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Oil! [Paperback]

by Upton Sinclair
3.9 out of 5 stars  See all reviews (66 customer reviews)

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Book Description

December 18, 2007 0143112260 978-0143112266 Later Printing

There Will Be Blood wins a 2008 Golden Globes Award. Read about it here.

There Will Be Blood wins two 2008 Academy Awards. Read about it here.

Penguin Books is proud to now be the sole publisher of Oil!, the classic 1927 novel by Upton Sinclair. After writing The Jungle, his scathing indictment of the meatpacking industry, Sinclair turned his sights on the early days of the California oil industry in a highly entertaining story featuring a cavalcade of characters including senators, oil magnets, Hollywood film starlets, and a crusading evangelist.

This lively and panoramic book, which was recently cited by David Denby in the New Yorker as being Sinclair’s “most readable” novel, is now the inspiration for the Paramount Vantage major motion picture, There Will Be Blood. It is the long-awaited film from Paul Thomas Anderson, one of the most admired filmmakers working today whose previous movies, Boogie Nights and Magnolia were both multiple Academy Award nominees. The movie stars Oscar-winner Daniel Day-Lewis (Gangs of New York, My Left Foot) and Paul Dano (Little Miss Sunshine).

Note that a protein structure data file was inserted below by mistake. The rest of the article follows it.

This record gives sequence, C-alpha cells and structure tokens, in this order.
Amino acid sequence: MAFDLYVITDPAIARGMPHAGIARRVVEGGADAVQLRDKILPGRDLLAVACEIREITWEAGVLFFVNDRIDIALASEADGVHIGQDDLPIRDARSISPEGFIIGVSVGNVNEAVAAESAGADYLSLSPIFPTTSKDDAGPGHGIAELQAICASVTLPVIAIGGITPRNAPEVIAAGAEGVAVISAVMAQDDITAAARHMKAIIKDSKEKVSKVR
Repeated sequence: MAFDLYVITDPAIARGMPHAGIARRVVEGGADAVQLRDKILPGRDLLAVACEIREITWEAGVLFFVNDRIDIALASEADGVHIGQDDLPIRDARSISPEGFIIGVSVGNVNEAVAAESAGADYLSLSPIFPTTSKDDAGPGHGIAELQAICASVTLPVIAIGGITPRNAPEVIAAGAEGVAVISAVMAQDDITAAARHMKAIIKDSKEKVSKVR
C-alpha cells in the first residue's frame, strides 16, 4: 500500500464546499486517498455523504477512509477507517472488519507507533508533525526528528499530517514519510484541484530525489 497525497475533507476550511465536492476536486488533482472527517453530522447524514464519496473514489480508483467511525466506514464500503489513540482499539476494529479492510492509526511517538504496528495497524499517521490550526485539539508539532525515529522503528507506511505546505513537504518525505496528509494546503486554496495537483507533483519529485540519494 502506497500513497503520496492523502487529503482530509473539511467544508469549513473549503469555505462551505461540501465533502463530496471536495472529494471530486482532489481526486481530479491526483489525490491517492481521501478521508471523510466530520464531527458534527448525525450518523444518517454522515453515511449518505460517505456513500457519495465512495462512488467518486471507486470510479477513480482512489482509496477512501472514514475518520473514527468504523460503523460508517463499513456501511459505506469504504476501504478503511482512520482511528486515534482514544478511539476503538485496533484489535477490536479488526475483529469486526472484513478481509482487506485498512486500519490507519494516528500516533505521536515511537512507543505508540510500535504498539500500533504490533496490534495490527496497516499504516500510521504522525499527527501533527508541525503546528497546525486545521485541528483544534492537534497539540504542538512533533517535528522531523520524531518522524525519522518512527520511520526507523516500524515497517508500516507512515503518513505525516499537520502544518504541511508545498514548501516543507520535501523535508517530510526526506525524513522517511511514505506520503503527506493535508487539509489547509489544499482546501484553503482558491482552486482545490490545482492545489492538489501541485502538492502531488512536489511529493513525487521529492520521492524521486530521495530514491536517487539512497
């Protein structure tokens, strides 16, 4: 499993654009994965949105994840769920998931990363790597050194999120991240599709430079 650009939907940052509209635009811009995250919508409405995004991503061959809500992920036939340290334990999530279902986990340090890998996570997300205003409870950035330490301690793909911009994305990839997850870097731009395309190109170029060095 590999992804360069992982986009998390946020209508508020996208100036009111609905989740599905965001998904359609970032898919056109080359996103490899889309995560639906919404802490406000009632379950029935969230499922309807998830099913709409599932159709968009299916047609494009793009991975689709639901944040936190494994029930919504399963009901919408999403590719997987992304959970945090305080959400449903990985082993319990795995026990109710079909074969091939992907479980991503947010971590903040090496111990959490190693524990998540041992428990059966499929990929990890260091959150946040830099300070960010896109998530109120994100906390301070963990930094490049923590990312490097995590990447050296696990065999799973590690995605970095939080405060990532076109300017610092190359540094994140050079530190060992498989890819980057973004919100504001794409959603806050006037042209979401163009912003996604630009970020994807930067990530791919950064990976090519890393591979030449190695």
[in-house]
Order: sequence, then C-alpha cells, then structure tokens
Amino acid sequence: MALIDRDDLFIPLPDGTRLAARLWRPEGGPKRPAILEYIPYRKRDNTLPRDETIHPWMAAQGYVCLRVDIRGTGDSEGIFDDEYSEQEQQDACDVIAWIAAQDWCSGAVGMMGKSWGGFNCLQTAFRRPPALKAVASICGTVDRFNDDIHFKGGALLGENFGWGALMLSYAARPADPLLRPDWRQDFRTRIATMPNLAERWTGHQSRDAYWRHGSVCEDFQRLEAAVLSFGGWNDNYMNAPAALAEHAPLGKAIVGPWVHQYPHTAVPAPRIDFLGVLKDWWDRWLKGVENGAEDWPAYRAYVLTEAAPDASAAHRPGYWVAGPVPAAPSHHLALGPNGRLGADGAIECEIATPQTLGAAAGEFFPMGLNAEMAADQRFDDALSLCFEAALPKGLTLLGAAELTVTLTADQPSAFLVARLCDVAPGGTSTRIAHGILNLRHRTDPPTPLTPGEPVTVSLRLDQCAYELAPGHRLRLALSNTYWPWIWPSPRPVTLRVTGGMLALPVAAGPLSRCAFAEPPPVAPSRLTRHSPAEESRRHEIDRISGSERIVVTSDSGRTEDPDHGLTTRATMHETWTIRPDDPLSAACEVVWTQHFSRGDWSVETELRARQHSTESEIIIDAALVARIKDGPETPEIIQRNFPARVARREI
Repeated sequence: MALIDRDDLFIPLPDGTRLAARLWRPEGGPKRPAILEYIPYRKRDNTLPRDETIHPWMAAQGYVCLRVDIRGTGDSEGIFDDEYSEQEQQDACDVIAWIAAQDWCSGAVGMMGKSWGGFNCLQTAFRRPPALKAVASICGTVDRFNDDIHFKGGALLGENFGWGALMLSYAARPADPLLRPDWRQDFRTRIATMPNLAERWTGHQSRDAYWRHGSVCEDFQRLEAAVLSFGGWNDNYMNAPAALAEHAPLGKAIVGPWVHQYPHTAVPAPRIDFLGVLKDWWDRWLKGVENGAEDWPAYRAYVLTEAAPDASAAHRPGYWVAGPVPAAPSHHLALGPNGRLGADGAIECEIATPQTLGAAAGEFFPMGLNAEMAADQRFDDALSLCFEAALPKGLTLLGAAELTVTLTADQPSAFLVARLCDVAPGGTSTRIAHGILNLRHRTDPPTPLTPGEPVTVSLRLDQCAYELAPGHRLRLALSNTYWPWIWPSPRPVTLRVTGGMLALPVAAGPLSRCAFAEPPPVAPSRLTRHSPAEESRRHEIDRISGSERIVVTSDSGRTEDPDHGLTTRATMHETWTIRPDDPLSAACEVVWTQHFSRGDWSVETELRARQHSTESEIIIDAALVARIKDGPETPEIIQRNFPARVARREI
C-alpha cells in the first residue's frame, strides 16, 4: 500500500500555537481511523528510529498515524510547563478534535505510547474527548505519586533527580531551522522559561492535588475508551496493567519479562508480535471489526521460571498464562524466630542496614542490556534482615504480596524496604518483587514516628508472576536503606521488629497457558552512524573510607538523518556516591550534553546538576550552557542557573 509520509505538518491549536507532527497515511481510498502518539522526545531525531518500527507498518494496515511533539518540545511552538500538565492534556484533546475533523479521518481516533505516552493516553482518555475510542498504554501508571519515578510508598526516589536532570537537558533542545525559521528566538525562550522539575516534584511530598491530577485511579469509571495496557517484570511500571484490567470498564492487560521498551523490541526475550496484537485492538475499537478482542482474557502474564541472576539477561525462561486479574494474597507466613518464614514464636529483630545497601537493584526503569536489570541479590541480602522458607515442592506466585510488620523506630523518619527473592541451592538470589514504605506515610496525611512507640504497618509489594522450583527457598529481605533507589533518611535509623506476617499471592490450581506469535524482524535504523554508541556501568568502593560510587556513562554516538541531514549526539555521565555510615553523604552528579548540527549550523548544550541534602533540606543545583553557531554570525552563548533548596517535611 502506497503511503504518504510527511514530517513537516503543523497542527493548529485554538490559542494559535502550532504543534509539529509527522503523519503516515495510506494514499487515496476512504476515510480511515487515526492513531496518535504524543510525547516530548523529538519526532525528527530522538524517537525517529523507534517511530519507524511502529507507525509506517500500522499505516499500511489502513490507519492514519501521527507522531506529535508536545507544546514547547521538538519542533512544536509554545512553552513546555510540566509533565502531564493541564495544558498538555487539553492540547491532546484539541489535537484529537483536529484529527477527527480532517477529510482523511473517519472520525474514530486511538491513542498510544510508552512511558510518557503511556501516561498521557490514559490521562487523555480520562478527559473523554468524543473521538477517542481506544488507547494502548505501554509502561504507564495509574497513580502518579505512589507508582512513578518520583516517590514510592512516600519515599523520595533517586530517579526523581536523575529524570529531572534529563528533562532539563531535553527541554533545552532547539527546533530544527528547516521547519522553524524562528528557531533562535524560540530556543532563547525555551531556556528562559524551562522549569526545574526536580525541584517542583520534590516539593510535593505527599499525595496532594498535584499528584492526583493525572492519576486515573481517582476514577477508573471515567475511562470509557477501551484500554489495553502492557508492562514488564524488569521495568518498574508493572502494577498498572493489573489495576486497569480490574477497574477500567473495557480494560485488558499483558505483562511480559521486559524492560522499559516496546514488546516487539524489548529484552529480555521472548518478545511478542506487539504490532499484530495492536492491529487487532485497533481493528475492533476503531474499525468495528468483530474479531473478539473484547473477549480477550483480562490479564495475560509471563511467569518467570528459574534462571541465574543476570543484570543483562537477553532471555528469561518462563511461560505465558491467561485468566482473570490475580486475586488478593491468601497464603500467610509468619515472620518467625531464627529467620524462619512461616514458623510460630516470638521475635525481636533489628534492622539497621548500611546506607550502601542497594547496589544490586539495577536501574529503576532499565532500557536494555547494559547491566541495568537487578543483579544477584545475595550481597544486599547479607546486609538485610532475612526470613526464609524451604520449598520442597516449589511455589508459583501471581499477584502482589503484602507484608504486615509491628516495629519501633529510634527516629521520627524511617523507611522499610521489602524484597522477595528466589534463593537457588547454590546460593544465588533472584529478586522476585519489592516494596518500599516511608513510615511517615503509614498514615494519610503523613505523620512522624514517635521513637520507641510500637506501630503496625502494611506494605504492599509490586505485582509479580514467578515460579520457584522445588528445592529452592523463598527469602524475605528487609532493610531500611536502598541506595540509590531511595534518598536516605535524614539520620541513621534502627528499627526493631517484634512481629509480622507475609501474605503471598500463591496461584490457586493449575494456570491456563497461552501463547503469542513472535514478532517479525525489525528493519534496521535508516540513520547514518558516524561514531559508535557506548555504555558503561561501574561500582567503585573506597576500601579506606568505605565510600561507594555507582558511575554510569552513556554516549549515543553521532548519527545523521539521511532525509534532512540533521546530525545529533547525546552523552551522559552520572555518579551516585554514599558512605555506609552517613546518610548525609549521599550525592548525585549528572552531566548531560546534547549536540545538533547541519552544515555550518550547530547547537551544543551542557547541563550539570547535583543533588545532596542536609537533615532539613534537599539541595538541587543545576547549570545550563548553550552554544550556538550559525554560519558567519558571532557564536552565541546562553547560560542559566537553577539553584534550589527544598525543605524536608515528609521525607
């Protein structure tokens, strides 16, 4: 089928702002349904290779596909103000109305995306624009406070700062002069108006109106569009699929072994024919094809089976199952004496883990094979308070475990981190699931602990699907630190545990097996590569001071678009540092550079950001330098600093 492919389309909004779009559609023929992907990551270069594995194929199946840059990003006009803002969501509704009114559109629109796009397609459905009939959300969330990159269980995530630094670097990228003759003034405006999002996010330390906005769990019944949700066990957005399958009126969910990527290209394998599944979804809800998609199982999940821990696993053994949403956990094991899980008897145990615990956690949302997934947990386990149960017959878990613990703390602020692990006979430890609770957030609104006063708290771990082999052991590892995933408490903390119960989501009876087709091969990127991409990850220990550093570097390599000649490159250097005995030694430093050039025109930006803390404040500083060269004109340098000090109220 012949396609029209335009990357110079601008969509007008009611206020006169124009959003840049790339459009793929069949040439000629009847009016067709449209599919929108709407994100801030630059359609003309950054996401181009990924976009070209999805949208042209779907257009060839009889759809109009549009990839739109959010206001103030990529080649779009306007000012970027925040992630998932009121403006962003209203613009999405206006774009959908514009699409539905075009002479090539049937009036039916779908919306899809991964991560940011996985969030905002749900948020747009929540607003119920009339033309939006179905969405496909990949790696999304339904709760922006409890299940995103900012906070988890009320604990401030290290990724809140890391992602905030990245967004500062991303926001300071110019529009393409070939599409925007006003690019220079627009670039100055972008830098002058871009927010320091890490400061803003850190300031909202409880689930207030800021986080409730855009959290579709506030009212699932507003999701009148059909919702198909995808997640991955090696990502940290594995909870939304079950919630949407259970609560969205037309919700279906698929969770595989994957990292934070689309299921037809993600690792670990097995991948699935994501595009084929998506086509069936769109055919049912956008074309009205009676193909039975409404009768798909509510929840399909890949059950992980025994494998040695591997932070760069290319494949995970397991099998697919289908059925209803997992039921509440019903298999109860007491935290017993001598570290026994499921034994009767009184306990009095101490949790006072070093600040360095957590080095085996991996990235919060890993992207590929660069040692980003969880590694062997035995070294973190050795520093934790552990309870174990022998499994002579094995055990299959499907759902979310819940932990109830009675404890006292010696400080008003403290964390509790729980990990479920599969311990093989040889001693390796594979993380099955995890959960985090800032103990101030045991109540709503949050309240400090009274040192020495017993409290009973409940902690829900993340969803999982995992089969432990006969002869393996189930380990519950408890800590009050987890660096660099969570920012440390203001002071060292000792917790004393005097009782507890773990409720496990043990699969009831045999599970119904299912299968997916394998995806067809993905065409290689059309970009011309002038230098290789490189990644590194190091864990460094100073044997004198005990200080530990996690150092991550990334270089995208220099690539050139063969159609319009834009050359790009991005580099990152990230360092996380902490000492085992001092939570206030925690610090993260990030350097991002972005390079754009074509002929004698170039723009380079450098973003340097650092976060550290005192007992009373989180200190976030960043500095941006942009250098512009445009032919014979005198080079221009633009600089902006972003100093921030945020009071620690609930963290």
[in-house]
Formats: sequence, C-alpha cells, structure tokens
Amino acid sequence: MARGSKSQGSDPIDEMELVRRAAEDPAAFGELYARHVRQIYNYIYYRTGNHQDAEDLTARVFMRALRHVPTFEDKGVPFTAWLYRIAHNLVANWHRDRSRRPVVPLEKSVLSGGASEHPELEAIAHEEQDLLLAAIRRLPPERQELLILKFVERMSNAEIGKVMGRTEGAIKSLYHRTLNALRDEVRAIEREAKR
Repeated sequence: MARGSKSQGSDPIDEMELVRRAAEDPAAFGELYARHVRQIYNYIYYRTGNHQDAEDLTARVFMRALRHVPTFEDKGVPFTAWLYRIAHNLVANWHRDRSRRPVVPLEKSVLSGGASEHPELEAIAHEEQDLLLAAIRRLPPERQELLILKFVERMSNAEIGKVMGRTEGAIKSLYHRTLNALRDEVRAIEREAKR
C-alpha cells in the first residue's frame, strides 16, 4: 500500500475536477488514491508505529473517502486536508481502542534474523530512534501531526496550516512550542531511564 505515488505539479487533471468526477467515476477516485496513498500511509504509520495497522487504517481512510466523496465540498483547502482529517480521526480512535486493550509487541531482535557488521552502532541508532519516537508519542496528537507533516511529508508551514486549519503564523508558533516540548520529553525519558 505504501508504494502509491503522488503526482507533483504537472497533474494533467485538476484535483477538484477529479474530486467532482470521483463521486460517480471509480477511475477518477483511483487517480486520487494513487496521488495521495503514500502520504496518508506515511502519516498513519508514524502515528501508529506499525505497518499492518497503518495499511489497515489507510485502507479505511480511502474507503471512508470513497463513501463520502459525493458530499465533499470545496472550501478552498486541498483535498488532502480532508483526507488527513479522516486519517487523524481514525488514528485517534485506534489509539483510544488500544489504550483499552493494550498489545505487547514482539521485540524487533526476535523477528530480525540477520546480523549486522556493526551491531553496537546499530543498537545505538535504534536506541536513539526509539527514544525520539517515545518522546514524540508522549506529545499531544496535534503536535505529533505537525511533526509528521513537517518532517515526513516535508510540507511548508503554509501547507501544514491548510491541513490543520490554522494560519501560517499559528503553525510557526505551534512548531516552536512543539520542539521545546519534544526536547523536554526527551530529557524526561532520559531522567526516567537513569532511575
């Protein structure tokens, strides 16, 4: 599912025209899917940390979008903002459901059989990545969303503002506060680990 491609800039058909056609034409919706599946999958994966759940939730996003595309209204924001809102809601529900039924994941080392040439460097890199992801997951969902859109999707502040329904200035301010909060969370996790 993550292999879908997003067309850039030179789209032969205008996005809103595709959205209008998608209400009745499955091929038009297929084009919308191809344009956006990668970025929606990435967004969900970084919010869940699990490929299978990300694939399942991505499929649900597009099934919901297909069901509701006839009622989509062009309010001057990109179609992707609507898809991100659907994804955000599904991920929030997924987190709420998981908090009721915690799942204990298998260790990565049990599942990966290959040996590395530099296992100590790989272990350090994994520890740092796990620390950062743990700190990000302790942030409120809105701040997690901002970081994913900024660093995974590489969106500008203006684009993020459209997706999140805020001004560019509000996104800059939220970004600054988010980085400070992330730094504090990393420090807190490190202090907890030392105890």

Paramount Vantage will be releasing the film in New York and Los Angeles on December 26, 2007 and go nationwide in January. This is the same company responsible for Babel and A Mighty Heart and the current releases, Into the Wild, Margot at the Wedding, and The Kite Runner.

As wars rage on in the oil region and as anxiety over natural resources rise, the subject of this book, which celebrates its 80th anniversary in 2007, is more timely than ever.

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Editorial Reviews

From Library Journal

Sinclair's 1927 novel did for California's oil industry what The Jungle did for Chicago's meat-packing factories. The plot follows the clash between an oil developer and his son. Typical of Sinclair, there are undertones here of socialism and sympathy for the common working stiff. Though the book is not out of print, this is the only paperback currently available.
Copyright 1997 Reed Business Information, Inc. --This text refers to an out of print or unavailable edition of this title.